Louisiana Court Upholds Proof Of Loss Requirement Of Standard Flood Insurance Policy


In Villemarette v. FEMA et al., 2014 U.S. Dist. LEXIS 113667 (E.D. La.), the court analyzed whether plaintiffs were entitled to unpaid proceeds of a Standard Flood Insurance Policy (SFIP). Plaintiffs’ policy had coverage limits of $250,000 for dwelling and $99,200 for personal property, both subject to a $1,000 deductible. On August 29, 2012, Hurricane Isaac hit and caused damage to plaintiffs’ home. On September 4, 2012, plaintiffs filed a claim with the defendants to recover for their loss. Defendants sent an independent adjuster to review plaintiffs’ claim. The independent adjuster estimated the building and contents losses at $13,888.51. Plaintiffs did not agree with the estimate and refused to sign the proof of loss.

After Hurricane Isaac, the Federal Insurance Administrator extended the deadline to file a proof of loss to 240 days, giving plaintiffs until April 28, 2013 to file a proof of loss. Plaintiffs received two letters detailing the policy requirements, but still failed to file a proof of loss before the April 28 deadline. On June 11, 2013, defendants sent plaintiffs a letter denying their claim due to plaintiffs’ failure to submit a timely proof of loss as required by the SFIP.

In late June 2013, plaintiffs called defendants regarding re-opening their flood insurance claim, and on July 30, 2013, plaintiffs provided defendants a proof of loss of $13,888.51, the amount the independent adjuster had originally estimated. The cover letter sent by plaintiffs accompanying the proof of loss stated “the estimate to fix my home came in at just under $30,000. I have signed the proof of loss WITH EXCEPTION that the remainder of the damage be covered.”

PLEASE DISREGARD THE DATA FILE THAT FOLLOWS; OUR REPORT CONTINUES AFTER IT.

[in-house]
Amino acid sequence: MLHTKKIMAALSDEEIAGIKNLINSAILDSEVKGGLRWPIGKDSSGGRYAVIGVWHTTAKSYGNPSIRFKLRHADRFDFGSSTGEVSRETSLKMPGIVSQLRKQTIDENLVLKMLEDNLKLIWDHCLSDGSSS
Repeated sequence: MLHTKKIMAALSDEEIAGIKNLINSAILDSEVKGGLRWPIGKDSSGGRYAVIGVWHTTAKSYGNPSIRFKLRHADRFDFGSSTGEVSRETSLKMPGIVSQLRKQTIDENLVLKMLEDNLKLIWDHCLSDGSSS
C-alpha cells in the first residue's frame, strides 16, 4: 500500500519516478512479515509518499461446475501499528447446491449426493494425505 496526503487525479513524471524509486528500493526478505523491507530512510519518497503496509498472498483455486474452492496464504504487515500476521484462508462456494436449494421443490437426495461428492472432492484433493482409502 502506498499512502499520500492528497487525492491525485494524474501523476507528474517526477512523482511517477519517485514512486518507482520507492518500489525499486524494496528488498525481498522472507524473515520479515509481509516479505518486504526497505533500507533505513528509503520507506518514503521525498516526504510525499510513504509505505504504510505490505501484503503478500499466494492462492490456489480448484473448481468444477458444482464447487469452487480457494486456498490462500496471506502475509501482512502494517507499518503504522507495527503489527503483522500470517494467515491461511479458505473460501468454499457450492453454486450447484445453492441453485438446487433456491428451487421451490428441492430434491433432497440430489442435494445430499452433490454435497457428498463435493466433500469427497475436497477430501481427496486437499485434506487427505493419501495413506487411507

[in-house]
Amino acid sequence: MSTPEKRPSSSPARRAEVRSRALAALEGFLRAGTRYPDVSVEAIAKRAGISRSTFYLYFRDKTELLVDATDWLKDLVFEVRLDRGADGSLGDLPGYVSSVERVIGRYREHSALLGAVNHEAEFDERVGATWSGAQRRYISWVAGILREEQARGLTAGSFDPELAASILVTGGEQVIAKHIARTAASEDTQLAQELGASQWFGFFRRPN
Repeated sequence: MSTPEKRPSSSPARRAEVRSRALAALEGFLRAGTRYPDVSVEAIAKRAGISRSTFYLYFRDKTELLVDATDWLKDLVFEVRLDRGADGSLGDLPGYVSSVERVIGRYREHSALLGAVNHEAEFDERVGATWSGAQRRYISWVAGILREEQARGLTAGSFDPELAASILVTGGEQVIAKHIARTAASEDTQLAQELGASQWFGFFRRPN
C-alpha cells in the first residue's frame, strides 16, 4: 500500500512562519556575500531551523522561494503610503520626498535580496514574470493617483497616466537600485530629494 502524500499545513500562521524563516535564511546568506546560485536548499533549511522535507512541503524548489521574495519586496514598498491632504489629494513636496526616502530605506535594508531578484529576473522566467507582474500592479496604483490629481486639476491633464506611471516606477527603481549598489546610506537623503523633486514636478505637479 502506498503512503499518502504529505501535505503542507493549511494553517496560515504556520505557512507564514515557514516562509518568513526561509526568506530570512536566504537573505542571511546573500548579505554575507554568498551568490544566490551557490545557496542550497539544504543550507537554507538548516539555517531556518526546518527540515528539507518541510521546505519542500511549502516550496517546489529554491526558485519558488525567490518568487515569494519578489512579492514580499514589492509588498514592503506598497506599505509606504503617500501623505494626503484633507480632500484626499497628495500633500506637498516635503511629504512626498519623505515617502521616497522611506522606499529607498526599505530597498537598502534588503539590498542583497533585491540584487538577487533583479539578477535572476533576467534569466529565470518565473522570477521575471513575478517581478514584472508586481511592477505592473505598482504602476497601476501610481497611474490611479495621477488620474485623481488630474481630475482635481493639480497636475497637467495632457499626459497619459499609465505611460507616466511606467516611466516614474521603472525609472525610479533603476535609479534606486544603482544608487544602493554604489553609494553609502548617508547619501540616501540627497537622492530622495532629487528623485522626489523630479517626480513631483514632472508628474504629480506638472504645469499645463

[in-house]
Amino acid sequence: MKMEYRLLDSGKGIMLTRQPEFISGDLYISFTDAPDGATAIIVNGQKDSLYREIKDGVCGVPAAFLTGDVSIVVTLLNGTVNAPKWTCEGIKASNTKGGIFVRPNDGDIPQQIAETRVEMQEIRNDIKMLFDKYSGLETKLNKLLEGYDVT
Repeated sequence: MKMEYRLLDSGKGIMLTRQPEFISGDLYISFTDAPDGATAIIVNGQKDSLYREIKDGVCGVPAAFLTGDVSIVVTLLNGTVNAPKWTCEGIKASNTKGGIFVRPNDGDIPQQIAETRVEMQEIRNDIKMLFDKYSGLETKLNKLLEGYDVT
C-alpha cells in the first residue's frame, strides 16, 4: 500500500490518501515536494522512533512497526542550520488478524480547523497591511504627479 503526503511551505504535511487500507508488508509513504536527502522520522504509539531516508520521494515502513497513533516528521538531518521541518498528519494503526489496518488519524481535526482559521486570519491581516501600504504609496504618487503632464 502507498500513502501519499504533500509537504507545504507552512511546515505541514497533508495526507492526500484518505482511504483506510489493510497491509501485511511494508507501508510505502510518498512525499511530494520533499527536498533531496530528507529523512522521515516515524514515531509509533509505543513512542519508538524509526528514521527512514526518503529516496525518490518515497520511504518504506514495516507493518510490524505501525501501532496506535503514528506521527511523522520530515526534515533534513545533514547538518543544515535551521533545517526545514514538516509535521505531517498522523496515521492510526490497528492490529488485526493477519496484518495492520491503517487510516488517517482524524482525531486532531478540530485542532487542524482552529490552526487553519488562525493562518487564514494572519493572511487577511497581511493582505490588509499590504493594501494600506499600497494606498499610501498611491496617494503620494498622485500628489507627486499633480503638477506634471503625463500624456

The independent adjuster then emailed FEMA describing his original assessment and requesting a waiver of the proof of loss deadline to permit payment of the $13,888.51 claim. The FEMA Claims Examiner responded as follows on October 4, 2013: “Based on the information you submitted, your request for a waiver of the 60 day Proof of Loss policy provision is approved. This limited waiver is only for the amount of loss and scope of damages outlined in this request and otherwise does not waive the proof of loss or any other requirement of the Standard Flood Insurance Policy and makes no other comment because of lack of information.” FEMA then issued checks to the plaintiffs for $13,888.51.

In this lawsuit, plaintiffs sought additional funds under the SFIP to repair their property. FEMA, however, filed a motion for summary judgment arguing that it was not responsible for any additional amounts under the SFIP. Plaintiffs, in their response, did not dispute that they failed to file a proof of loss prior to the April 28, 2013 deadline. Rather, they argued that FEMA waived the proof of loss requirements when it issued the above-referenced waiver of the proof of loss requirement and check in the amount of the original assessment.

The court struck down this argument, stating that the waiver by FEMA explicitly was limited to the amount requested by the independent adjuster. The court found that plaintiffs did not file a timely proof of loss for the additional amounts, as was required under the SFIP, since a participant must show compliance with all policy requirements prior to seeking further benefits under the SFIP. Thus, summary judgment was granted in favor of FEMA.

DISCLAIMER: Because of the generality of this update, the information provided herein may not be applicable in all situations and should not be acted upon without specific legal advice based on particular situations.

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